4 steps to address ransomware threats

May 16, 2017

By Gretchen Koehler Mote, J.D.

Recent reports about global ransomware attacks have created cyber insecurity. Here are some steps you can take:
 
1. Install updates.
The latest ransomware, WannaCry, also called WCRY, WannaCrypt0r, Wanna Decryptor or WannaCrypt, attacks all systems continuing to use Windows XP and all versions of Microsoft, except Windows 10 and Windows Server 2016, not yet patched by the update Microsoft issued on March 14, 2017, MS17-010. If you are using affected Microsoft software, you should install the patch immediately. Also see Microsoft Customer Guidance for additional assistance. 

Microsoft no longer provides regular updates to Windows XP. If you still use Windows XP, you should consider replacing it. If you use Windows 10 or Windows Server 2016, you are protected from this attack. However, you should always install the latest updates to your system as soon as you receive legitimate messages from your operating system. For additional information, see Microsoft Updates.

2. Back up.
For computer systems that have adequate back up, the threat from ransomware or other cyberattacks isn't an irrevocable problem. Be sure all your systems use an automatic back up for all your data. You will want to store duplicates of the back up in several locations, so that a physical attack on one location cannot destroy the only back up. As another option, follow the procedures for using secured cloud storage for your data.

3. Use antivirus software.
Keep current antivirus software installed on your systems. Antivirus programs are constantly being updated to try to catch new ransomware, worms and viruses. Keeping your antivirus up to date is a good first line of defense against cyberattacks.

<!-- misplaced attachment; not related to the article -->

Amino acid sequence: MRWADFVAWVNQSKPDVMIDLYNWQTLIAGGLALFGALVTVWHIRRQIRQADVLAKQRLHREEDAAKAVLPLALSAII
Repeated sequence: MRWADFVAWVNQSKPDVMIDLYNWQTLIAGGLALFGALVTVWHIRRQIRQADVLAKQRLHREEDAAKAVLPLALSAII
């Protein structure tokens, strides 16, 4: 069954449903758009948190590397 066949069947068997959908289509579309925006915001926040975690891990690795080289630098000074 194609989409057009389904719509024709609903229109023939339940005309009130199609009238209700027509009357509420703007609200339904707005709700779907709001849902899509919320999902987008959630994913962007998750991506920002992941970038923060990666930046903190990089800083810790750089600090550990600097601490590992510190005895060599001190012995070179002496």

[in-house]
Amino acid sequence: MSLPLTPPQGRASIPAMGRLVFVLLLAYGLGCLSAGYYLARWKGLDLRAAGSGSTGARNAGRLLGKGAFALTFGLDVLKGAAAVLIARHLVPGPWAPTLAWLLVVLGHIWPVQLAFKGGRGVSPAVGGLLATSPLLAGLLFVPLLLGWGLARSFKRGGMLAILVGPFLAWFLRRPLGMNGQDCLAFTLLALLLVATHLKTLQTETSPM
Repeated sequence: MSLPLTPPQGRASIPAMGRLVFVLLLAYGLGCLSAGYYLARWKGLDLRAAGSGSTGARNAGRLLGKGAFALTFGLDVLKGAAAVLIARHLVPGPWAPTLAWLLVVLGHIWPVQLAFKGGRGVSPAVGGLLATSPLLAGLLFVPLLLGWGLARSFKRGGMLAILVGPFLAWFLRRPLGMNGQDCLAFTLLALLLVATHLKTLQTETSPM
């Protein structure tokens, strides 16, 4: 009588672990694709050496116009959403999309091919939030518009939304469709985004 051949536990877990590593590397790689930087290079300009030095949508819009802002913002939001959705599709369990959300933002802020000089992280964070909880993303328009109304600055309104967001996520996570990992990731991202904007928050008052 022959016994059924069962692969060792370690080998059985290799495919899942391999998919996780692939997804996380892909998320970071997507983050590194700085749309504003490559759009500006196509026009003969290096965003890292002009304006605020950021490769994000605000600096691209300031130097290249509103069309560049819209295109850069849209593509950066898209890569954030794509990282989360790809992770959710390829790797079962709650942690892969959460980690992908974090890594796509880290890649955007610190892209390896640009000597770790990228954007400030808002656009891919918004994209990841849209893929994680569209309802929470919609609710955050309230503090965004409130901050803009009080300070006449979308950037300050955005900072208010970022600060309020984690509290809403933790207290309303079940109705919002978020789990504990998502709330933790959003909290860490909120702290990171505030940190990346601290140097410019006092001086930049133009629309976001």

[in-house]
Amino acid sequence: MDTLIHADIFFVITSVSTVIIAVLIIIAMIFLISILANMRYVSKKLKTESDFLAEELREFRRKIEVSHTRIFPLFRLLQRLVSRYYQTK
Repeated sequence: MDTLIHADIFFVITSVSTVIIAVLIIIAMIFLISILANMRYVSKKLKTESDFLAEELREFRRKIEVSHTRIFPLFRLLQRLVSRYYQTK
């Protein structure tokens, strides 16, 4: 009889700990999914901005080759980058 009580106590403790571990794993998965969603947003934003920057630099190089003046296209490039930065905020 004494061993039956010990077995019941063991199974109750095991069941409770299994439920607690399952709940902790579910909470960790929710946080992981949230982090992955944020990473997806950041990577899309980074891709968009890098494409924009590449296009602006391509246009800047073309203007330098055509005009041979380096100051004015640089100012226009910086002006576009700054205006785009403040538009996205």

4. Never open any email from an entity you do not know!
If you are not sure, don't open it! If you do open a phishing scam email or a ransomware message appears on your computer, contact the Ohio Bar Liability Insurance Company (OBLIC) for assistance under the cyber coverage provided under your OBLIC policy. Now is also a good time to consider whether you need to add additional cyber coverage at a reasonable cost available through the OSBA Insurance Agency.
 
For additional information on cybersecurity, visit the OBLIC Cyber Toolbox. If you have any questions on this or any other loss prevention topic, please contact Gretchen Koehler Mote, J.D., Director of Loss Prevention, OBLIC, at (614) 488-7924.

Find out more about "The dangers of cyber breaches and how lawyers can avoid them" in the 2017 May/June issue of Ohio Lawyer.

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